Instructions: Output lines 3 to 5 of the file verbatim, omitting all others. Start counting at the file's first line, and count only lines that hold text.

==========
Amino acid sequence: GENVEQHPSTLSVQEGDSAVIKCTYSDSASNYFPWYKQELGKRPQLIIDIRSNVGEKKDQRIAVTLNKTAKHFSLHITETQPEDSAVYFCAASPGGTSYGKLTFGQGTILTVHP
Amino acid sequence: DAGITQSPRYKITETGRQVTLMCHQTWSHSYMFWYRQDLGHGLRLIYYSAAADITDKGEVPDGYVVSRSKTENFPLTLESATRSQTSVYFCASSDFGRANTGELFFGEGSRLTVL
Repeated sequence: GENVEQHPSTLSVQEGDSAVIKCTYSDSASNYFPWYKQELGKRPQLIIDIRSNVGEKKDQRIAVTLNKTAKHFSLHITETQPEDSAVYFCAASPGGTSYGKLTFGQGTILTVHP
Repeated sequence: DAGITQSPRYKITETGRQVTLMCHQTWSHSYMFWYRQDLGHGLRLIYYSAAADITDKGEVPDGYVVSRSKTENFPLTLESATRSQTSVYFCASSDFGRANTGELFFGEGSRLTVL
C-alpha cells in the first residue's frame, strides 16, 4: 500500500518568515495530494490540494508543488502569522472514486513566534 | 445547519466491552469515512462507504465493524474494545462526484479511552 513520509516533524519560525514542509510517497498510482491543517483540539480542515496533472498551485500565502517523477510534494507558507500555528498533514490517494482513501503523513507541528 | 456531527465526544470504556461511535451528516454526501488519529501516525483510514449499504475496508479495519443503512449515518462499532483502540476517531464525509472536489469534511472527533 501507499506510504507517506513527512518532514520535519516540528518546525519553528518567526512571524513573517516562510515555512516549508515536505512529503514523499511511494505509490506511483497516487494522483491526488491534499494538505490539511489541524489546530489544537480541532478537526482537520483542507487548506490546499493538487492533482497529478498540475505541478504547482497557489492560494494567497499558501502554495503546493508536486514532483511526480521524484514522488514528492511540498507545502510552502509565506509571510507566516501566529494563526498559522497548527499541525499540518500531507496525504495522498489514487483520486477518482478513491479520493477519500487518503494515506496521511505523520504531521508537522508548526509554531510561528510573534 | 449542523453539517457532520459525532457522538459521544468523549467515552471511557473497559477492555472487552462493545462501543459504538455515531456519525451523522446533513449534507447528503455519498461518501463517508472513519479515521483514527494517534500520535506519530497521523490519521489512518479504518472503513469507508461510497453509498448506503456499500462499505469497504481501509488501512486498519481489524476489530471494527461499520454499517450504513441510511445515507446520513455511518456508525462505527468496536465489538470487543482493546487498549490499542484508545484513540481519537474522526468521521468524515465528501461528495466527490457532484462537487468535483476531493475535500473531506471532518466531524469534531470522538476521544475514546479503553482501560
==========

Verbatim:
Repeated sequence: GENVEQHPSTLSVQEGDSAVIKCTYSDSASNYFPWYKQELGKRPQLIIDIRSNVGEKKDQRIAVTLNKTAKHFSLHITETQPEDSAVYFCAASPGGTSYGKLTFGQGTILTVHP
Repeated sequence: DAGITQSPRYKITETGRQVTLMCHQTWSHSYMFWYRQDLGHGLRLIYYSAAADITDKGEVPDGYVVSRSKTENFPLTLESATRSQTSVYFCASSDFGRANTGELFFGEGSRLTVL
C-alpha cells in the first residue's frame, strides 16, 4: 500500500518568515495530494490540494508543488502569522472514486513566534 | 445547519466491552469515512462507504465493524474494545462526484479511552 513520509516533524519560525514542509510517497498510482491543517483540539480542515496533472498551485500565502517523477510534494507558507500555528498533514490517494482513501503523513507541528 | 456531527465526544470504556461511535451528516454526501488519529501516525483510514449499504475496508479495519443503512449515518462499532483502540476517531464525509472536489469534511472527533 501507499506510504507517506513527512518532514520535519516540528518546525519553528518567526512571524513573517516562510515555512516549508515536505512529503514523499511511494505509490506511483497516487494522483491526488491534499494538505490539511489541524489546530489544537480541532478537526482537520483542507487548506490546499493538487492533482497529478498540475505541478504547482497557489492560494494567497499558501502554495503546493508536486514532483511526480521524484514522488514528492511540498507545502510552502509565506509571510507566516501566529494563526498559522497548527499541525499540518500531507496525504495522498489514487483520486477518482478513491479520493477519500487518503494515506496521511505523520504531521508537522508548526509554531510561528510573534 | 449542523453539517457532520459525532457522538459521544468523549467515552471511557473497559477492555472487552462493545462501543459504538455515531456519525451523522446533513449534507447528503455519498461518501463517508472513519479515521483514527494517534500520535506519530497521523490519521489512518479504518472503513469507508461510497453509498448506503456499500462499505469497504481501509488501512486498519481489524476489530471494527461499520454499517450504513441510511445515507446520513455511518456508525462505527468496536465489538470487543482493546487498549490499542484508545484513540481519537474522526468521521468524515465528501461528495466527490457532484462537487468535483476531493475535500473531506471532518466531524469534531470522538476521544475514546479503553482501560